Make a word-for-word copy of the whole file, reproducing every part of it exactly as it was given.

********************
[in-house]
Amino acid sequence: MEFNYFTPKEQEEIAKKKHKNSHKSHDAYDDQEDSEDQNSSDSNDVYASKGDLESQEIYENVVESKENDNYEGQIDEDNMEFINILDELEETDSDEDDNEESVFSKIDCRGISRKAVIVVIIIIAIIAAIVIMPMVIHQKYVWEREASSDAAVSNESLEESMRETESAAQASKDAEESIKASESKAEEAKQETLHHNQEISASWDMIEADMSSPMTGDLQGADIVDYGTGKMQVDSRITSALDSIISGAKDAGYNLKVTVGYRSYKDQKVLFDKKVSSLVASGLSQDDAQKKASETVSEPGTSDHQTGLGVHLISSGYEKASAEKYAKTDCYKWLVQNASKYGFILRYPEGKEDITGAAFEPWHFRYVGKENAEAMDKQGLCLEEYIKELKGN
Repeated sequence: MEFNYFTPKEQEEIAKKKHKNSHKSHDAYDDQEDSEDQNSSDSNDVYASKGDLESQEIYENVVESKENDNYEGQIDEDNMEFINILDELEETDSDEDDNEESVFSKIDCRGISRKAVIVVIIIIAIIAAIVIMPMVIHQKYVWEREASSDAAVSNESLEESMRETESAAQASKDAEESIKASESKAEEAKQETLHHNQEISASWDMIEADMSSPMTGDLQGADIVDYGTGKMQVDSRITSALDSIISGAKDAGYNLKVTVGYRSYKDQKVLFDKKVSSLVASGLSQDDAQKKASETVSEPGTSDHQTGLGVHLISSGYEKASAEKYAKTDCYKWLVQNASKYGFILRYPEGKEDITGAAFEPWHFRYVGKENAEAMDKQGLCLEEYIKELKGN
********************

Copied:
[in-house]
Amino acid sequence: MEFNYFTPKEQEEIAKKKHKNSHKSHDAYDDQEDSEDQNSSDSNDVYASKGDLESQEIYENVVESKENDNYEGQIDEDNMEFINILDELEETDSDEDDNEESVFSKIDCRGISRKAVIVVIIIIAIIAAIVIMPMVIHQKYVWEREASSDAAVSNESLEESMRETESAAQASKDAEESIKASESKAEEAKQETLHHNQEISASWDMIEADMSSPMTGDLQGADIVDYGTGKMQVDSRITSALDSIISGAKDAGYNLKVTVGYRSYKDQKVLFDKKVSSLVASGLSQDDAQKKASETVSEPGTSDHQTGLGVHLISSGYEKASAEKYAKTDCYKWLVQNASKYGFILRYPEGKEDITGAAFEPWHFRYVGKENAEAMDKQGLCLEEYIKELKGN
Repeated sequence: MEFNYFTPKEQEEIAKKKHKNSHKSHDAYDDQEDSEDQNSSDSNDVYASKGDLESQEIYENVVESKENDNYEGQIDEDNMEFINILDELEETDSDEDDNEESVFSKIDCRGISRKAVIVVIIIIAIIAAIVIMPMVIHQKYVWEREASSDAAVSNESLEESMRETESAAQASKDAEESIKASESKAEEAKQETLHHNQEISASWDMIEADMSSPMTGDLQGADIVDYGTGKMQVDSRITSALDSIISGAKDAGYNLKVTVGYRSYKDQKVLFDKKVSSLVASGLSQDDAQKKASETVSEPGTSDHQTGLGVHLISSGYEKASAEKYAKTDCYKWLVQNASKYGFILRYPEGKEDITGAAFEPWHFRYVGKENAEAMDKQGLCLEEYIKELKGN